If Blanco gets a full-time or even a two-thirds role, those stolen bases projections are intriguing.

Victor Robles (6): Robles was a sneaky add when he came off the IL on Friday and to help boost his value, the Nationals demoted Alex Call. Since the move, Robles (0 HR, 8 SB, .291 AVG) has started in four straight games in center field.

His batting average boost (.224 in 2022) is from cutting his strikeout rate from 26% to 15%.

Ryan O’Hearn (5): A strong side platoon bat (career .742 OPS vs RHP, .507 OPS vs LHP) with Baltimore facing five righties this week. He has been great so far this season with a .359 AVG (.414 BABIP), 5 HR, and 0 SB.

O’Hearn’s future playing time is an issue with Ryan Mountcastle and Cedric Mullins out on rehab assignments.

Carlos Santana (5): No breakout with Santana, he just has seven games and a good weekly projection (125th best weekly hitter according to Razzball).

Starters

Emmet Sheehan (9): I broke down Sheehan in detail in this week’s Waiver Wire Report. Basically, he profiles as a high-strikeout, high-walk arm who might have limited time in the majors with some other pitchers coming off the IL (e.g. Urias).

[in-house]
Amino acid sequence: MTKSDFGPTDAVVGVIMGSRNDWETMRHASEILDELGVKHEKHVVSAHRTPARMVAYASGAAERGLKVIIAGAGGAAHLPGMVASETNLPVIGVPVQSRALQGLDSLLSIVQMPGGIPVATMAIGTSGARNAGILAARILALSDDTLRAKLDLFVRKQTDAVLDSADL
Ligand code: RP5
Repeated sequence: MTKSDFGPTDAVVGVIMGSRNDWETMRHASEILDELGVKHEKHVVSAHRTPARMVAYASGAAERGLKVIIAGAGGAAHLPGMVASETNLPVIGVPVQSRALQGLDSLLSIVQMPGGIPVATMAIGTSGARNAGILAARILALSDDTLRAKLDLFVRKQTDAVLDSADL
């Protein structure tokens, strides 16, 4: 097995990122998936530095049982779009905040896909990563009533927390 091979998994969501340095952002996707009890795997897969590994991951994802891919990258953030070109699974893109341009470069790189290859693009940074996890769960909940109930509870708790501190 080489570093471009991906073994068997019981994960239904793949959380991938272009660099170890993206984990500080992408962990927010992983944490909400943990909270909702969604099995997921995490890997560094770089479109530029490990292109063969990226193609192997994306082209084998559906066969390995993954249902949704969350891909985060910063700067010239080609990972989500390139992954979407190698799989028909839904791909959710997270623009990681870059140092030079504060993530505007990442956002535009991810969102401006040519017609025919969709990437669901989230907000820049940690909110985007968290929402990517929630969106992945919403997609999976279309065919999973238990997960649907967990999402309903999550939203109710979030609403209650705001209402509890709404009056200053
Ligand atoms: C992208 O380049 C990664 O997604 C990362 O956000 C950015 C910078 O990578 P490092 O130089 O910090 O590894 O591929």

Brandon Pfaadt (6): Pfaadt is in AAA after struggling in the majors with a 8.37 ERA, 5.38 xFIP, 6.9 K/9, and 1.65 WHIP. Over his last couple of AAA starts (both vs Oakland’s AAA team), he might have turned a corner with a 3.09 ERA, 12.3 K/9, and 0.94 WHIP.

In AAA, he is getting most of his swings-and-misses off his sweeper (21% SwStr%) and curve (15% SwSwr%). Also, there are no signs of him losing any fastball velocity. Fine stash.

Paul Blackburn (5): Blackburn’s production snuck up on me. While he might not get a Win with the Athletics, he has a 3.48 ERA (4.06 FIP), 10.0 K/9, and 1.35 WHIP. His 18.7 K%-BB% would put him even with Hunter Brown and Gerrit Cole among qualified starters.

The biggest improvement with Blackburn is that his strikeouts are at a career-high (7.7 in 2020 was his previous high). To get the extra whiffs, he moved off his sinker (35% to 21% usage, 5% SwStr%) and change (12% to 7%, 12%) and has upped his slider usage (5% to 18%, 20%).